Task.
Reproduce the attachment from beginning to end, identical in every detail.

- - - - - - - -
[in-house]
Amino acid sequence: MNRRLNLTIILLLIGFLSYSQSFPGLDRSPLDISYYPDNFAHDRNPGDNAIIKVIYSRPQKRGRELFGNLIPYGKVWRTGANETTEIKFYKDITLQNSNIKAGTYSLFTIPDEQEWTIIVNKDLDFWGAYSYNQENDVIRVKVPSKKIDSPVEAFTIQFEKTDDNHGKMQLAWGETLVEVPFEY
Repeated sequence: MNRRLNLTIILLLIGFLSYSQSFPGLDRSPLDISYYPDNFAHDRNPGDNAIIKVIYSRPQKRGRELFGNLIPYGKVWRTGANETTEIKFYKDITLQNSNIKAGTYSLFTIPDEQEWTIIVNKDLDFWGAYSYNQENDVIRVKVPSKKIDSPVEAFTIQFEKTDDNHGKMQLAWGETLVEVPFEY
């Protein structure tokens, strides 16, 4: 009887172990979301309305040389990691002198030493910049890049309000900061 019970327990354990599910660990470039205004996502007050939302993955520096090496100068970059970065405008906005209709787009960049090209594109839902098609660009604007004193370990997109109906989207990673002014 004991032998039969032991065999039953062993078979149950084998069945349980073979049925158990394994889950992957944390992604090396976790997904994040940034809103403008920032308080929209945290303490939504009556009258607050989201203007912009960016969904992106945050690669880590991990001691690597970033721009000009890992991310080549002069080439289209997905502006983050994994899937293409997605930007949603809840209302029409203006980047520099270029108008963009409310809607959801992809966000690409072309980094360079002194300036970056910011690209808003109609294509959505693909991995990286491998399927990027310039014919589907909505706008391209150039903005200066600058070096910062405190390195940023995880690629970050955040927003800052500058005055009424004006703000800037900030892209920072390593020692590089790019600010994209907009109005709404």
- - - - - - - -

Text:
[in-house]
Amino acid sequence: MNRRLNLTIILLLIGFLSYSQSFPGLDRSPLDISYYPDNFAHDRNPGDNAIIKVIYSRPQKRGRELFGNLIPYGKVWRTGANETTEIKFYKDITLQNSNIKAGTYSLFTIPDEQEWTIIVNKDLDFWGAYSYNQENDVIRVKVPSKKIDSPVEAFTIQFEKTDDNHGKMQLAWGETLVEVPFEY
Repeated sequence: MNRRLNLTIILLLIGFLSYSQSFPGLDRSPLDISYYPDNFAHDRNPGDNAIIKVIYSRPQKRGRELFGNLIPYGKVWRTGANETTEIKFYKDITLQNSNIKAGTYSLFTIPDEQEWTIIVNKDLDFWGAYSYNQENDVIRVKVPSKKIDSPVEAFTIQFEKTDDNHGKMQLAWGETLVEVPFEY
């Protein structure tokens, strides 16, 4: 009887172990979301309305040389990691002198030493910049890049309000900061 019970327990354990599910660990470039205004996502007050939302993955520096090496100068970059970065405008906005209709787009960049090209594109839902098609660009604007004193370990997109109906989207990673002014 004991032998039969032991065999039953062993078979149950084998069945349980073979049925158990394994889950992957944390992604090396976790997904994040940034809103403008920032308080929209945290303490939504009556009258607050989201203007912009960016969904992106945050690669880590991990001691690597970033721009000009890992991310080549002069080439289209997905502006983050994994899937293409997605930007949603809840209302029409203006980047520099270029108008963009409310809607959801992809966000690409072309980094360079002194300036970056910011690209808003109609294509959505693909991995990286491998399927990027310039014919589907909505706008391209150039903005200066600058070096910062405190390195940023995880690629970050955040927003800052500058005055009424004006703000800037900030892209920072390593020692590089790019600010994209907009109005709404």